Alibi V.26 No.47 • Nov 23-29, 2017 

News Interview

Thanksgiving with Mr. Keller

New mayor reflects, looks forward

Mayor-elect Tim Keller and Family
Mayor-elect Tim Keller and Family
Via Facebook
Last week, in what many watchers of la politica saw as an inevitability, State Auditor Tim Keller was elected mayor of Albuquerque. The 39-year-old Burqueño will bring his formidable education and experience to bear upon a city menaced by crime and stretched to its limit by civic demands that range from Westside development to a stagnant jobs market.

Keller’s success as a candidate was buoyed by an optimistic outlook combined with a no-nonsense résumé as the state’s chief financial watchdog. But what’s he really gonna do, now that the reins of the big horses driving our municipal wagon are about to be handed over to a young, exuberant and focused progressive?

Weekly Alibi asked the Keller transition team about all of that and by way of response, Keller responded the next day, before he headed to Santa Fe to finish up his business with the state. We talked about the city; we talked about solutions, and because it’s that time of year, we talked turkey, too.

Weekly Alibi: Hey, Mr. Mayor, glad to hear from you! Hang on just a second, I’m getting all my recording gear up and running.

Tim Keller: No Worries! Glad to talk to you, I just appreciate it, man. When I needed inspiration, I would read your articles about the mayor’s race.

You’re kidding me … that’s such an honor. Well thanks so much for saying that. As the mayor-elect of Albuquerque, what do you see happening in the first 100 days of your administration?

The 100 days are unique in this situation. Normally, a mayor’s first 100 days come after having 60 days of transition. We’re going to have a transition period for the first 60 days out of 100, anyway. I am going to take some time to listen and learn, much like one would during a transition period.

But, there’s a couple of exceptions to that. The first one is certainly APD. I’m going to make some changes right away with who is in charge of the DOJ reform [efforts] and also who is in charge of the police department.

Just to be clear, you anticipate a change with the DOJ personnel as well as with the department administration?

Yes, there has got to be change there. So, we’ll start our APD reforms right away. And that’s also why I want to bring in an interim management team across the top of city hall, so we can work at a department level while we’re still doing the transition. We have some fires to put out, the budget is very tight, so we have to look at how to squeeze money right away, because the budget takes effect in January. Soon, I’ll know what programs are affected, but it’s going to be pretty tight.

From there, I’ll try to build out some of the issue areas that are important to me. In particular, the social justice concerns, we’ll be enhancing those from a city hall perspective. For instance, there is no one who is charge of anything education related. There is no one in charge of anything that has to do with community engagement, other than people on the City Council. We are going to have to do a lot of restructuring to set the stage for the platform I ran on.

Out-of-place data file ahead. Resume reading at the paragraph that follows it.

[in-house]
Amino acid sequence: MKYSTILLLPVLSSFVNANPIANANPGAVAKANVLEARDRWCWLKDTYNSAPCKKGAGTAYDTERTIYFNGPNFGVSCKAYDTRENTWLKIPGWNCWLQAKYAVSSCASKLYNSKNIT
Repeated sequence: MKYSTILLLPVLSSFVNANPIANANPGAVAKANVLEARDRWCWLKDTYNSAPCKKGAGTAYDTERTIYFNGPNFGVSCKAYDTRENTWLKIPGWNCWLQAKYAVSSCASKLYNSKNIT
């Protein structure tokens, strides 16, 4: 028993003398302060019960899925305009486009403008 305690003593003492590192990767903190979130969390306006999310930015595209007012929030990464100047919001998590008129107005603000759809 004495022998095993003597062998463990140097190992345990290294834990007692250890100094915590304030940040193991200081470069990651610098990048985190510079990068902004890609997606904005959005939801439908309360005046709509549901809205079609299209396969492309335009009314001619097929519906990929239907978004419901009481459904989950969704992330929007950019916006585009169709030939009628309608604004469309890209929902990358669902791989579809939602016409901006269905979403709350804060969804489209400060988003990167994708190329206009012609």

You’ll be inaugurated on Dec. 1. Are you spending time tying up loose ends at the state auditors office in the interim?

We’re actually headed to the state auditors office after this interview. We’re working on a transition out of that office as well. There’s some on-going audits of course, so we are working to get those to a place where we can hand them off. I’ll resign from that position on Nov. 30, ahead of the municipal inauguration.

How’s Burque’s inauguration shaping up?

It’s very cool, it’s a multi-day affair. First, I’ll take the the oath in a private ceremony on Nov. 30, just before midnight. At 12:01am on Dec. 1, federal regulations require that there has to be a new mayor of record. Anyway, I’ll do that in the company of my family, at my parents home, up by Del Norte High School. On Dec. 1, there’s an inaugural ceremony at the Convention Center at 5pm.

Is that a public event?

Yes, but there’s limited space. Unfortunately, the Convention Center is mostly booked [that day]. The actual room only holds about 900 people. We are planning multiple inauguration celebration events that night, following the ceremony. Citizens will have five or six areas where they can partake in the festivities. Those will be at public places, like breweries Downtown, and I’ll be stopping by to say hello.

Speaking of festivities, how are your Thanksgiving plans shaping up?

So I have two Thanksgivings planned. My parents live here and so do my in-laws. We split the day between two families; the extended family comes over. It’s very traditional, and luckily for us, we get to do it twice per year. Then we also cut a Christmas tree that day; we go up to the Jemez and cut one down. I’ve been doing that since I was born. It’s the beginning of the holiday season.

For the holidays, I always dig tamales. What’s your favorite holiday food?

For me, red chile gravy is my favorite. There’s got to be plenty of that. It’s a great New Mexico drizzle on top of an American Thanksgiving!

As we head into the holiday weekend and your tenure as mayor, is there anything you’d like to tell our readers?

I like to say thank you to Albuquerque for helping make our city one we can believe in. If folks want to engage with us in the transition, if they want to talk they can get involved by visiting our Facebook page—facebook.com/MayorKeller—the details are all up there; join us!

R.E.M.: “I Believe”